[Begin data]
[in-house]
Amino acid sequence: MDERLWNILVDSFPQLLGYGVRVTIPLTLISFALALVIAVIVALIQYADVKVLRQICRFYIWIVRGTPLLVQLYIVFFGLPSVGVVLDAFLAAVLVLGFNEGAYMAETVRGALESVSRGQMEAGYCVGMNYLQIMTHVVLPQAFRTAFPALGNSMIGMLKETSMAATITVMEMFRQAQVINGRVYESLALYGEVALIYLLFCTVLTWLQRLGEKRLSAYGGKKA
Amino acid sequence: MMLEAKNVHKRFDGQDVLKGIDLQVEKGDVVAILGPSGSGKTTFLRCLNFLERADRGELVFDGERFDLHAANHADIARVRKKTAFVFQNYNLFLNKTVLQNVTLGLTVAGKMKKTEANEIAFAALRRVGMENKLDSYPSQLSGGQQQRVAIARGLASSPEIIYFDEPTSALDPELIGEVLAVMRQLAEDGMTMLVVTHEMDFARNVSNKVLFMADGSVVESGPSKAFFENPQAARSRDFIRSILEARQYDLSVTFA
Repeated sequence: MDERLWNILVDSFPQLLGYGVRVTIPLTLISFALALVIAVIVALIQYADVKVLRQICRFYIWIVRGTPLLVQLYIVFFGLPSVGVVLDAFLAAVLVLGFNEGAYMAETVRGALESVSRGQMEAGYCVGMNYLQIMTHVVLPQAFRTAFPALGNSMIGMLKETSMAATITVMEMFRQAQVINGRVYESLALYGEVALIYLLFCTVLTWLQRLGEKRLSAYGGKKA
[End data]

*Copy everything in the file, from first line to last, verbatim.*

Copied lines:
[in-house]
Amino acid sequence: MDERLWNILVDSFPQLLGYGVRVTIPLTLISFALALVIAVIVALIQYADVKVLRQICRFYIWIVRGTPLLVQLYIVFFGLPSVGVVLDAFLAAVLVLGFNEGAYMAETVRGALESVSRGQMEAGYCVGMNYLQIMTHVVLPQAFRTAFPALGNSMIGMLKETSMAATITVMEMFRQAQVINGRVYESLALYGEVALIYLLFCTVLTWLQRLGEKRLSAYGGKKA
Amino acid sequence: MMLEAKNVHKRFDGQDVLKGIDLQVEKGDVVAILGPSGSGKTTFLRCLNFLERADRGELVFDGERFDLHAANHADIARVRKKTAFVFQNYNLFLNKTVLQNVTLGLTVAGKMKKTEANEIAFAALRRVGMENKLDSYPSQLSGGQQQRVAIARGLASSPEIIYFDEPTSALDPELIGEVLAVMRQLAEDGMTMLVVTHEMDFARNVSNKVLFMADGSVVESGPSKAFFENPQAARSRDFIRSILEARQYDLSVTFA
Repeated sequence: MDERLWNILVDSFPQLLGYGVRVTIPLTLISFALALVIAVIVALIQYADVKVLRQICRFYIWIVRGTPLLVQLYIVFFGLPSVGVVLDAFLAAVLVLGFNEGAYMAETVRGALESVSRGQMEAGYCVGMNYLQIMTHVVLPQAFRTAFPALGNSMIGMLKETSMAATITVMEMFRQAQVINGRVYESLALYGEVALIYLLFCTVLTWLQRLGEKRLSAYGGKKA